It was every kid’s rock and roll dream. Three college buddies – Chad Stokes, Brad Corrigan and Pete Francis – get together in a band (Dispatch) and start playing locally while in school and watch as it takes off. Soon they’re playing gigs all over the U.S. in sold out venues. Songs are being downloaded and shared from friend to friend and advance marketing work is done via the Internet without them having to do anything. Their self-released albums walk off the shelves and when the big labels come sniffing around, they can tell them to get stuffed, and that they aren’t needed. Yet, even a dream can become tired, and for three young men who hadn’t fully lived out their lives yet, and had the brains to know there was more to life than playing music with two other guys, they pulled the plug before it all went sour. While fundraising concerts brought them back together occasionally they managed to resist the urge to reunite on a more permanent basis.
That all changed in 2011 with Dispatch reuniting for a sold-out tour of the U.S. Now, 2012 sees the release of the first full length Dispatch album of entirely new material in 12 years with Circles Around the Sun being released on their own Bomber label. Yep, they’re back & ndash; the three college kids who turned the music industry on its head by encouraging their band’s fans to file share their songs in order to spread the word. They are also the band who sold out not one but three shows at Madison Square Garden in New York City in hours to raise money for Zimbabwe in 2007 and an acoustic show at the Kennedy Center in Washington, D.C. two years latter in less then two minutes.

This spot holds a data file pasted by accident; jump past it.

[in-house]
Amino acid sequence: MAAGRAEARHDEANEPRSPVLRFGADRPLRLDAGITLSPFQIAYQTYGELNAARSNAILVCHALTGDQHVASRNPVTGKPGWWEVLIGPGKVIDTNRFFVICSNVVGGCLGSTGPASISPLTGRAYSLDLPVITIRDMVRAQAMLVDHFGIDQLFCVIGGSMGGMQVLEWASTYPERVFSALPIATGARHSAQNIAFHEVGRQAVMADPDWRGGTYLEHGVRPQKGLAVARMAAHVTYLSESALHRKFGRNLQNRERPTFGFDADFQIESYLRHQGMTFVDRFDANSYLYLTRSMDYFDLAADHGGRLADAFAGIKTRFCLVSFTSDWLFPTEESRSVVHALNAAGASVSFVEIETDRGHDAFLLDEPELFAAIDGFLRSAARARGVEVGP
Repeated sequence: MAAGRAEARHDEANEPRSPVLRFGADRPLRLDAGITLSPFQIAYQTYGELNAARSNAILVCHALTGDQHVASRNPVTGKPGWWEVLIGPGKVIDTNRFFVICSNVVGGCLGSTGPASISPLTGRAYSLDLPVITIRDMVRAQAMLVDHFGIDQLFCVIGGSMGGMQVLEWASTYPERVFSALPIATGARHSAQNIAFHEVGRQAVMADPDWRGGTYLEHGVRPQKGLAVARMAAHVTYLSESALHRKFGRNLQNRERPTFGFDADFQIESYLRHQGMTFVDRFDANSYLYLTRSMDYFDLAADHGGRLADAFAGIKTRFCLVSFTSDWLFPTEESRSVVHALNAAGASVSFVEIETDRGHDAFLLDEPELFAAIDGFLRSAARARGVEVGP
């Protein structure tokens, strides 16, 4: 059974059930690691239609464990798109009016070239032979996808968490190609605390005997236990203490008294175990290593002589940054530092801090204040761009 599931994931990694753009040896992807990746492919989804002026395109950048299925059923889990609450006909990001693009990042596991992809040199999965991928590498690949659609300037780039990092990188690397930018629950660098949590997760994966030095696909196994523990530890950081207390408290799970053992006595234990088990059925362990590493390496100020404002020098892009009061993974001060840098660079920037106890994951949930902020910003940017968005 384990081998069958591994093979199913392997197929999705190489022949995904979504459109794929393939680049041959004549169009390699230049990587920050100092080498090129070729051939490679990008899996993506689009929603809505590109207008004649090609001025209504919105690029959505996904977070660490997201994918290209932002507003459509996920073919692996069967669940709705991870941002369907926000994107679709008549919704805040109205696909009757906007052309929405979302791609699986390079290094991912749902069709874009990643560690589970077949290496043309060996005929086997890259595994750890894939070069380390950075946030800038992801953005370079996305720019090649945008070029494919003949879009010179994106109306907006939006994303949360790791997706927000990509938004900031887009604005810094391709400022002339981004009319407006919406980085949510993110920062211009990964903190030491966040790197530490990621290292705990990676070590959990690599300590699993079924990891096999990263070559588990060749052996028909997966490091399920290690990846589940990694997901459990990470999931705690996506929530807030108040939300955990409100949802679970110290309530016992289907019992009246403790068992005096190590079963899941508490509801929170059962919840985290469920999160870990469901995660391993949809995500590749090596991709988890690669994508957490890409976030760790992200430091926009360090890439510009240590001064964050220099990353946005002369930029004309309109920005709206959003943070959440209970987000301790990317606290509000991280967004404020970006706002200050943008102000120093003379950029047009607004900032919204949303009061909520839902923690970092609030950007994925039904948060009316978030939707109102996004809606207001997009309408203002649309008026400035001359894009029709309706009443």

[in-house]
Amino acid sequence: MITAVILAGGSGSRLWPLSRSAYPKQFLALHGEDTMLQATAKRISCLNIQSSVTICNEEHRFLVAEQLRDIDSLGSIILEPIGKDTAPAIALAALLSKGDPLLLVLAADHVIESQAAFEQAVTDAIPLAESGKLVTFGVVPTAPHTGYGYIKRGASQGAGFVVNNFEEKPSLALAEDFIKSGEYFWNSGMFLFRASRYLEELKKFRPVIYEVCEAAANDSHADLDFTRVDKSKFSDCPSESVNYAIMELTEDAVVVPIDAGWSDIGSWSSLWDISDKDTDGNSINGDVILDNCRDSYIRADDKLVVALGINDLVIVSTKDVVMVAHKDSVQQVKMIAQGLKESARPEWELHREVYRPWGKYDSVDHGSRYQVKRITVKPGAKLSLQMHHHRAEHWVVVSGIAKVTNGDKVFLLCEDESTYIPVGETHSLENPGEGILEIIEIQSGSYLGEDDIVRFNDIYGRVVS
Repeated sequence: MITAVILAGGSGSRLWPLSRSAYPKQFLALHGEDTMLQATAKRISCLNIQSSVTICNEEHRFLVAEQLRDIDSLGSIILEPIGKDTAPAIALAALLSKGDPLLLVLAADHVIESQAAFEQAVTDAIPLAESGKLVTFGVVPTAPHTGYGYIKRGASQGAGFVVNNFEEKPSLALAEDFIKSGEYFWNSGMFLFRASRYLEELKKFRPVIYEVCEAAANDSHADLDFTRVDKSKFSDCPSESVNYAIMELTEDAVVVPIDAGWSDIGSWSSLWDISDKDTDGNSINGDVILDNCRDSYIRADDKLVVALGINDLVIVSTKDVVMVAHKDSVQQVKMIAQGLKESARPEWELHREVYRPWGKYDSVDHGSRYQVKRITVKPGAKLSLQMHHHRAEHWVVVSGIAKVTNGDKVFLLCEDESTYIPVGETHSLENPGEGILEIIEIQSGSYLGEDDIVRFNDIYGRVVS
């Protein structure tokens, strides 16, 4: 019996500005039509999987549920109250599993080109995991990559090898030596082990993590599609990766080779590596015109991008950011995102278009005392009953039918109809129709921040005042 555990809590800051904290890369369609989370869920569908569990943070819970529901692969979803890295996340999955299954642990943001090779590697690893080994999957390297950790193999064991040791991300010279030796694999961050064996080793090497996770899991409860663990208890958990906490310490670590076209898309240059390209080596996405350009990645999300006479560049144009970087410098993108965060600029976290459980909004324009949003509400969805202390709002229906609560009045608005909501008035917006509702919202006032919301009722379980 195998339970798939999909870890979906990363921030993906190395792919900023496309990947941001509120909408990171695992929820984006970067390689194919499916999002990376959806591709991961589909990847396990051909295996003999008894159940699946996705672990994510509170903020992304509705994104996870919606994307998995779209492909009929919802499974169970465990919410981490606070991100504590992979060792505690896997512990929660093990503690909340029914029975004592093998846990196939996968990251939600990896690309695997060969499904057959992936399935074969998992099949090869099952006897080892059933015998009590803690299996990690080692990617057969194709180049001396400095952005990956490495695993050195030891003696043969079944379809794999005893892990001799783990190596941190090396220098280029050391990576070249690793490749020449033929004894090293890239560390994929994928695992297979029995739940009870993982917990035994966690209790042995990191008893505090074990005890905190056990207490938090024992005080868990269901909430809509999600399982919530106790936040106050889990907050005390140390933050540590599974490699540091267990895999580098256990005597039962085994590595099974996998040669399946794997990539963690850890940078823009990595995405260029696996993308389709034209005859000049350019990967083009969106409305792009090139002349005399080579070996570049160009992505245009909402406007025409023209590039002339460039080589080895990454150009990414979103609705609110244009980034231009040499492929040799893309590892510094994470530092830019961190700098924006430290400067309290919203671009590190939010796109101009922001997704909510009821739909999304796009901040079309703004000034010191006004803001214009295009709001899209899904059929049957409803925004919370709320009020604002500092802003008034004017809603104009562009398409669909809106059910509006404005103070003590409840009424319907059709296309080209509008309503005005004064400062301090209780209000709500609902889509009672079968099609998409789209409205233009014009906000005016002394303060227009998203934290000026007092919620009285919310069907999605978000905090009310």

Stokes, Corrigan and Francis – who trade off on guitar, bass, drums, vocals, and a mean banjo on the new disc – have gone out in the world as individuals and returned with something a lot more mature than the youthful exuberance and intelligence which were the earmarks of the band in the early years. So anyone expecting this to sound just like the music the band was playing a decade ago will be in for a surprise. Oh, some of the same elements are still there. It’s still the same three guys after all. The harmonies are so seamless and the playing so tight that they still sound like they’re completing each other’s sentences musically. But the music isn’t as raw or gritty and the writing is far more sophisticated. What they’ve each learned working on their own has been brought back to the trio and distilled down into a collection of songs reflecting their collective experiences.
What I had appreciated about Dispatch originally was how much they differed from what I had come to expect from pop trios. Normally this configuration conjures up images of bass, guitar and drums churning their way through assorted power chords with amplifiers turned up to 11, compensating for lack of numbers with noise. Concerts would be more of the same except songs would be excruciatingly extended by endless solos. Dispatch always seemed more focused on making each song greater than the sum of their parts, resulting in a diversity of sound most bands, let alone a trio, would be hard pressed to match. With Circles Around the Sun, they not only continue on in that vein but have pushed themselves even further.
Right from the first song on the disc, title track “Circles Around the Sun”, they start to take risks. Initially it sounds like fairly typical power pop song, opening with a cutting guitar lead and continuing on from there as a moderately fast, if much more melodic than normal, rock song. However, at about the half way point of the song, they start to change it up.